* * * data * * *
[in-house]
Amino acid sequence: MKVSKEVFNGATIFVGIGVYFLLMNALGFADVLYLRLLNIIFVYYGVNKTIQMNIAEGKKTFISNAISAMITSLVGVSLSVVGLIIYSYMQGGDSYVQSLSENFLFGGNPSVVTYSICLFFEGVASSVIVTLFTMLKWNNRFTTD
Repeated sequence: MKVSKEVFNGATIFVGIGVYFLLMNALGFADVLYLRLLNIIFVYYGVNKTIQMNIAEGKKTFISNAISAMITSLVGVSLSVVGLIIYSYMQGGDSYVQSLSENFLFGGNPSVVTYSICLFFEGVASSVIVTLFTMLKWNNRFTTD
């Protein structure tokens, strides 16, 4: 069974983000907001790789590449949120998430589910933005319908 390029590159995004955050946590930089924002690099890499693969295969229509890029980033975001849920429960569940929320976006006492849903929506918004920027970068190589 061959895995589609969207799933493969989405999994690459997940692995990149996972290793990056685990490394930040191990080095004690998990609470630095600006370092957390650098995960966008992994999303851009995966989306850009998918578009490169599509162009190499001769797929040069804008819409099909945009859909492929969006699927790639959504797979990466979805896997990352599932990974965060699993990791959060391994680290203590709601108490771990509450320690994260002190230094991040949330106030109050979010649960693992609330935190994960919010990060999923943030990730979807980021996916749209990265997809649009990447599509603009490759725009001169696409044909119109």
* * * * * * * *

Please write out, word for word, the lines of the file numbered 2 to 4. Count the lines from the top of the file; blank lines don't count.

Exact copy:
Amino acid sequence: MKVSKEVFNGATIFVGIGVYFLLMNALGFADVLYLRLLNIIFVYYGVNKTIQMNIAEGKKTFISNAISAMITSLVGVSLSVVGLIIYSYMQGGDSYVQSLSENFLFGGNPSVVTYSICLFFEGVASSVIVTLFTMLKWNNRFTTD
Repeated sequence: MKVSKEVFNGATIFVGIGVYFLLMNALGFADVLYLRLLNIIFVYYGVNKTIQMNIAEGKKTFISNAISAMITSLVGVSLSVVGLIIYSYMQGGDSYVQSLSENFLFGGNPSVVTYSICLFFEGVASSVIVTLFTMLKWNNRFTTD
């Protein structure tokens, strides 16, 4: 069974983000907001790789590449949120998430589910933005319908 390029590159995004955050946590930089924002690099890499693969295969229509890029980033975001849920429960569940929320976006006492849903929506918004920027970068190589 061959895995589609969207799933493969989405999994690459997940692995990149996972290793990056685990490394930040191990080095004690998990609470630095600006370092957390650098995960966008992994999303851009995966989306850009998918578009490169599509162009190499001769797929040069804008819409099909945009859909492929969006699927790639959504797979990466979805896997990352599932990974965060699993990791959060391994680290203590709601108490771990509450320690994260002190230094991040949330106030109050979010649960693992609330935190994960919010990060999923943030990730979807980021996916749209990265997809649009990447599509603009490759725009001169696409044909119109």